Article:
• Hibernation occurs when an animal becomes inactive, or "sleeps," during the short, cold days of winter.
  • Hibernating and dormant mammals include bears, squirrels, groundhogs, raccoons, skunks, opossums, dormice, and bats.
  • Frogs, toads, turtles, lizards, snakes, snail, fish, shrimp, and even some insects hibernate or are dormant during the winter.
  • To prepare for hibernation, many animals eat to gain weight in the summer and fall. The extra fat keeps them alive during the winter.
  • A black bear can gain up to 30 pounds a week during its pre-hibernation eating binge.
  • During the fall, hibernating animals prepare nests for their winter sleep. Some store extra food in their nests.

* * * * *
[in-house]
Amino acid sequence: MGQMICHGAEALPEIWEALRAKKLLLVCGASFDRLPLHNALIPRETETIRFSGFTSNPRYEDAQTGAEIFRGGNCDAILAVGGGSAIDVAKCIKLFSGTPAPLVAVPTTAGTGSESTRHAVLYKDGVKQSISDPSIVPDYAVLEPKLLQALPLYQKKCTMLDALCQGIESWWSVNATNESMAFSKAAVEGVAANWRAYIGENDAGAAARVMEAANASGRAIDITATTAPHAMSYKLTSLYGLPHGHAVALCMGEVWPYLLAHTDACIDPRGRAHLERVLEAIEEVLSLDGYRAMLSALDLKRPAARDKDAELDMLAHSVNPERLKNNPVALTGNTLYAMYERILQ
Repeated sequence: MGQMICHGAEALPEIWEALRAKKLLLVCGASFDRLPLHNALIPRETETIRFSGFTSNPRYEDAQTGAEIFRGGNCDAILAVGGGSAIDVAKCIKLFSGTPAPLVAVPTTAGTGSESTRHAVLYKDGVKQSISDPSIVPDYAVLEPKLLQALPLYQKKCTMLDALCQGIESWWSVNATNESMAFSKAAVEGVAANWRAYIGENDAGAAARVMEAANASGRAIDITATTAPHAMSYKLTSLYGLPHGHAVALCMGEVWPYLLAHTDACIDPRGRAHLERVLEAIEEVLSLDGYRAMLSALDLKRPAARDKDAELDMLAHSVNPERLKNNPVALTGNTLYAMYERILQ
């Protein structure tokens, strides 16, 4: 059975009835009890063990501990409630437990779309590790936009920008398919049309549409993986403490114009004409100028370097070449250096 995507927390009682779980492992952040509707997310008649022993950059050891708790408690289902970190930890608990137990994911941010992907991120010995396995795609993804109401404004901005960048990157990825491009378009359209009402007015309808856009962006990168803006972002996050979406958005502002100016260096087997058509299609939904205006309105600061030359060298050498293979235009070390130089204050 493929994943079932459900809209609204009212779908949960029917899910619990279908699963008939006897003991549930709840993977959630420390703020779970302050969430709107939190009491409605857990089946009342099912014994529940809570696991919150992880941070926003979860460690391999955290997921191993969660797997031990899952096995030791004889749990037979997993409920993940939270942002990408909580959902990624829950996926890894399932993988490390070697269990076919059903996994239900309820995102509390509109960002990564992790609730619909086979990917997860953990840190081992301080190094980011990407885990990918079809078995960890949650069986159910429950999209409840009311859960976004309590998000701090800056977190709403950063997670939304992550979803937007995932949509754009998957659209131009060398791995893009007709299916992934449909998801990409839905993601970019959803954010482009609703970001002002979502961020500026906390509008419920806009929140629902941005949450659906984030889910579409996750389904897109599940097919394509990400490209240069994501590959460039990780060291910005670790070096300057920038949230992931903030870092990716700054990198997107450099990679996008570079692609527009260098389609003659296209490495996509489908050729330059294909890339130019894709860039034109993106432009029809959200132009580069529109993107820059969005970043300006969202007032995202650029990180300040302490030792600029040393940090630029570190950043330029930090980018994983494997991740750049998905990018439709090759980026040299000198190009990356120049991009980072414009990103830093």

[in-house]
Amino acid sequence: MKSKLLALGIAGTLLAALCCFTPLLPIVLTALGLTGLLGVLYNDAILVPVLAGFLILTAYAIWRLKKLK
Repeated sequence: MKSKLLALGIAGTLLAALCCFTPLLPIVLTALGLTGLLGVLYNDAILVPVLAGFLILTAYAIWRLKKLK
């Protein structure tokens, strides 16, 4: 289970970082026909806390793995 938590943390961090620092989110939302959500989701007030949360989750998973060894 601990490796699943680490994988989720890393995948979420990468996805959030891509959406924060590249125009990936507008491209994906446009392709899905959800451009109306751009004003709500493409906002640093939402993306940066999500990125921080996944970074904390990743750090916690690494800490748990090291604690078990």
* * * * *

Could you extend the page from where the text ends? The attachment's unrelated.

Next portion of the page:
• Some hibernating animals wake for short periods during hibernation to eat and relieve themselves. Others sleep through the entire winter.
  • During hibernation, the heart rate for many animals slows to less than 10 beats per minute. Breathing also slows.
  • A hibernating animal has internal controls that prevent its body temperature from falling too low. The animal will wake up if its temperature is too near the freezing point.
  • Some female bears have babies during hibernation.